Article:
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Oscar Winning Cinematographer Calls Sarah Jones Death 'Criminal Negligence'

Two time Academy Award Winning director of photography, Haskell Wexler came out to support the mounting movement for responsibility in the on-set death of Midnight Rider crew member Sarah Jones.

In 2006, he directed a documentary Who Needs Sleep? about the dangers TV and film crews face in situations where filming is more of a priority than health concerns. Wexler sent a letter to members of the IATSE Local 600 which was released by Deadline, announcing Wexler's support to include Jones's name in Sundays Oscars IN Memoriam tribute. He called the death in Thursday's train accident an act of 'criminal negligence.' Wexler previously co-founded a group called 12 on/ 12 off which advocates a reorganization of standards to disallow excessively long work hours and questionable working conditions in the film and TV industry.

Read Wexler's letter below:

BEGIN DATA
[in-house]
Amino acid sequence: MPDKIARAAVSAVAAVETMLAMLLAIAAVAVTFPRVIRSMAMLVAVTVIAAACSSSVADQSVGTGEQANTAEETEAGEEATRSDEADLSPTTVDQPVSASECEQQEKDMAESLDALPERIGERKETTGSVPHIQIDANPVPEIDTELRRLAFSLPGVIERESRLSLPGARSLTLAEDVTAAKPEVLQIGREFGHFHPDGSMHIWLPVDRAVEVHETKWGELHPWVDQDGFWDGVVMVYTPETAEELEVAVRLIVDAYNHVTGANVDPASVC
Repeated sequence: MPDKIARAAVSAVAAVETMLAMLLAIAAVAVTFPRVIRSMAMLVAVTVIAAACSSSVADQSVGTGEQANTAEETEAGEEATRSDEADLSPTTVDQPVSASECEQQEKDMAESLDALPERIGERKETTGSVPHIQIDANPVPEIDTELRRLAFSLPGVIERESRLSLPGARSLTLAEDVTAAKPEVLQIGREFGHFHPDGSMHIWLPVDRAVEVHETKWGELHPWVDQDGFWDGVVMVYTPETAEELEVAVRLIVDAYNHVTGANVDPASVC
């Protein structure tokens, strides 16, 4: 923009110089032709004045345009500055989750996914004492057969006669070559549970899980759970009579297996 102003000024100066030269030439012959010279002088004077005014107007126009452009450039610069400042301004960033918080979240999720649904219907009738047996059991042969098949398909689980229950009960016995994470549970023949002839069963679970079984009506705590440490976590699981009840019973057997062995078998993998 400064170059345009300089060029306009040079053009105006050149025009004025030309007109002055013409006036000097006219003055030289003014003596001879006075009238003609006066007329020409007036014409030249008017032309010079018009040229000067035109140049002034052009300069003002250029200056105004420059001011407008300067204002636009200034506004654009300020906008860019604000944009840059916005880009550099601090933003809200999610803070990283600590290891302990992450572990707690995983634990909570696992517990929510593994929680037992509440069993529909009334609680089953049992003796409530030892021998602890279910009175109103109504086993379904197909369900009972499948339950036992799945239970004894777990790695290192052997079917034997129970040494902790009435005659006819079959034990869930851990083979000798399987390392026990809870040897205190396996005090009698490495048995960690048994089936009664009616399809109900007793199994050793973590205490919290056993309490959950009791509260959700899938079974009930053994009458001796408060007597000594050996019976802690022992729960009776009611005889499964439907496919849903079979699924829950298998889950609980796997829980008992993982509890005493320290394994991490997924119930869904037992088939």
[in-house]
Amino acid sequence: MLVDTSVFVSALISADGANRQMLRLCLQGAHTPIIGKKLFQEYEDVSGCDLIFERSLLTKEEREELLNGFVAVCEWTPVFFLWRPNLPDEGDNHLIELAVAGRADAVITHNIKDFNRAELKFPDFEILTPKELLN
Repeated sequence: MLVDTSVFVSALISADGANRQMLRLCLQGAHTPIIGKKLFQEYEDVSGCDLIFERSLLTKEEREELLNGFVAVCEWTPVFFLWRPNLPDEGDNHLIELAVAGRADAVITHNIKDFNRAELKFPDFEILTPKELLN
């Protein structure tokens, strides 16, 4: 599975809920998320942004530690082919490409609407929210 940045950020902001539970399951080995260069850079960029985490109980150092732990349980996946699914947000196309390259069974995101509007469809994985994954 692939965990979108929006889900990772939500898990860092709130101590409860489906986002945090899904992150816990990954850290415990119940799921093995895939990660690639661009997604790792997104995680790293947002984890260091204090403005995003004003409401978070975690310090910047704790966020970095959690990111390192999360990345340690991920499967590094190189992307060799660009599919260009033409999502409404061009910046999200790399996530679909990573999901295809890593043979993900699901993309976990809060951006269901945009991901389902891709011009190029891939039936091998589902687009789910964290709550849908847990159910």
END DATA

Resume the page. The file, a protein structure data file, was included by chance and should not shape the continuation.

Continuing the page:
Dear Fellow Workers, I am part of a group asking that Sarah Jones’ name be included in the Academy’s “In Memoriam” section of the Awards telecast this Sunday. Sarah and the three injured crew members were not victims of an “accident” but of criminal negligence. Something that would not have happened if proper safety rules were in place. Here is a copy of an ad rejected by our Union magazine, ICG. I was told that the magazine is on, “high alert” on this subject of workplace safety, especially if it comes from me! In this case, the subject comes from the IATSE. They say the magazine doesn’t want to deal with this “political football” even though it is an official IATSE resolution. midnightriderwexler Employers will work you longer for less money and under questionable safety conditions because it is their duty to prioritize the bottom line. As individuals we cannot complain. That’s why we need a Union to speak for us, certainly when our safety, our health, and our very lives are at stake! Since they’ve abdicated that responsibility, please join us at 12on12off. Wear the hat and never forget that as human beings we believe that every person’s health, safety and life is worth more than any film or TV show we can produce. Take it easy but take it, Haskell Source: Deadline  

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